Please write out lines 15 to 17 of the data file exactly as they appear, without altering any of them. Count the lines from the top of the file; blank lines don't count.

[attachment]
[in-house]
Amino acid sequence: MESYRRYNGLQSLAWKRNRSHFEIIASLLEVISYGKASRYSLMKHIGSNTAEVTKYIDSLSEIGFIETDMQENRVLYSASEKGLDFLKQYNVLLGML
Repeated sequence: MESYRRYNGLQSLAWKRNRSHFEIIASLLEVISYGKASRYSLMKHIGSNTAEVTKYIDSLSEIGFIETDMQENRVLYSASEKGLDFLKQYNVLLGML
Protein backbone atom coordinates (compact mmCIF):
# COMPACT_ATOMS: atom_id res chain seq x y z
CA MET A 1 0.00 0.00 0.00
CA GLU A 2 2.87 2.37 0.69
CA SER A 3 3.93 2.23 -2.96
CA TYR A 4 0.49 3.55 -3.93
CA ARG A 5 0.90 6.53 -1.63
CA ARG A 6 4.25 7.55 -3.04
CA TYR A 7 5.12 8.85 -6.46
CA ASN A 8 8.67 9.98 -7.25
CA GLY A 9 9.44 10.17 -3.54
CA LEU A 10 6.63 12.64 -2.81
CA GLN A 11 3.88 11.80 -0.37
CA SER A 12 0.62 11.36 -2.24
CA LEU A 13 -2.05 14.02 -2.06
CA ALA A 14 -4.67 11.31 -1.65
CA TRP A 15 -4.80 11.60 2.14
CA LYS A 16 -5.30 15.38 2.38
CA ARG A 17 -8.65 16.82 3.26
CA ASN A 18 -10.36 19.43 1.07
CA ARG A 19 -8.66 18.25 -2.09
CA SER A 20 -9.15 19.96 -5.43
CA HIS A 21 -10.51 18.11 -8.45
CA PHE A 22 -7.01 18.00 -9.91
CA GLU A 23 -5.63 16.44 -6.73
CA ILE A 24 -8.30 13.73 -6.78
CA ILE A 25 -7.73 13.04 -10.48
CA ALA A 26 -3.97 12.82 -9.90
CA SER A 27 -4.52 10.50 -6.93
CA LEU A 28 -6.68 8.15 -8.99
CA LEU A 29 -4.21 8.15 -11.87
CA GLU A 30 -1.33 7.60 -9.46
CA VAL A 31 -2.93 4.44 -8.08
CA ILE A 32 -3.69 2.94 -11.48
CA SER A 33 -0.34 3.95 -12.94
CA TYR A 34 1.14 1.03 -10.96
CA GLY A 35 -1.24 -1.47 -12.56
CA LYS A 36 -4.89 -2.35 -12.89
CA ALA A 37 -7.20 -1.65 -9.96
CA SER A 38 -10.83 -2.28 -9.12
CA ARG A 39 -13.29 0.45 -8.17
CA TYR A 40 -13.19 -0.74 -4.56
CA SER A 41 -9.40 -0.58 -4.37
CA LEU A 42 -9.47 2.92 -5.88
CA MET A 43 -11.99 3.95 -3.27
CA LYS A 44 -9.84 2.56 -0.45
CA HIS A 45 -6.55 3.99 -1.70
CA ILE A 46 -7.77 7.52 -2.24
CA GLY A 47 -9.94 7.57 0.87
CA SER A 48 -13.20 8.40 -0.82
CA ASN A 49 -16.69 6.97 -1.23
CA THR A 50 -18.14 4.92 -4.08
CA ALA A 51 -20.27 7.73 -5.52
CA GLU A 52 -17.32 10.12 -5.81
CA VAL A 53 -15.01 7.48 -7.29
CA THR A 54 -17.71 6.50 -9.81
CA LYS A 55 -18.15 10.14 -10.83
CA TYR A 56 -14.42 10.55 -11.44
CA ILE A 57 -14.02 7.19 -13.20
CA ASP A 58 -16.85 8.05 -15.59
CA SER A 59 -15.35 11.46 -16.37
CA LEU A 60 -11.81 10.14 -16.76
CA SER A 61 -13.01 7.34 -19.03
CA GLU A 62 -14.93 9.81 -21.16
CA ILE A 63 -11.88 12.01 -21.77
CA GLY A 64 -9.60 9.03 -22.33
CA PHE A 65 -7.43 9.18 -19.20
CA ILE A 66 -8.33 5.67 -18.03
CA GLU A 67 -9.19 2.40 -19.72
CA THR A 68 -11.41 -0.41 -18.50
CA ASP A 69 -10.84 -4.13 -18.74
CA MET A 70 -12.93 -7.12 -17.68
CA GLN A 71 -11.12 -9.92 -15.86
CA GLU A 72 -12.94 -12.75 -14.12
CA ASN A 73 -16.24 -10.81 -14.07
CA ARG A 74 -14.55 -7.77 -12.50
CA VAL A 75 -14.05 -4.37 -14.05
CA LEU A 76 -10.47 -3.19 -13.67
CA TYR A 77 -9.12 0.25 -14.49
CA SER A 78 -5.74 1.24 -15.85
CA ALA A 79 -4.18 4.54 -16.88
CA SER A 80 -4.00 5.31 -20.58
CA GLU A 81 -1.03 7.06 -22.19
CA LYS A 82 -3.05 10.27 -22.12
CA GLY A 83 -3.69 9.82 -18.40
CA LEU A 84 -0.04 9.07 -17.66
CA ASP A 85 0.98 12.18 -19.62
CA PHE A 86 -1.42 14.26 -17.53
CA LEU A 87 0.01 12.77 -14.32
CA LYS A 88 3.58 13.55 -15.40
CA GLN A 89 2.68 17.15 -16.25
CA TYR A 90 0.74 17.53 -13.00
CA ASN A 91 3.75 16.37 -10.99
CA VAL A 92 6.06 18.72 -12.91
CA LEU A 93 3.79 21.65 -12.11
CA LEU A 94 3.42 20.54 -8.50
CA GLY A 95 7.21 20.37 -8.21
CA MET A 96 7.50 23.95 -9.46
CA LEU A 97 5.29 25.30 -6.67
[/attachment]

CA LEU A 10 6.63 12.64 -2.81
CA GLN A 11 3.88 11.80 -0.37
CA SER A 12 0.62 11.36 -2.24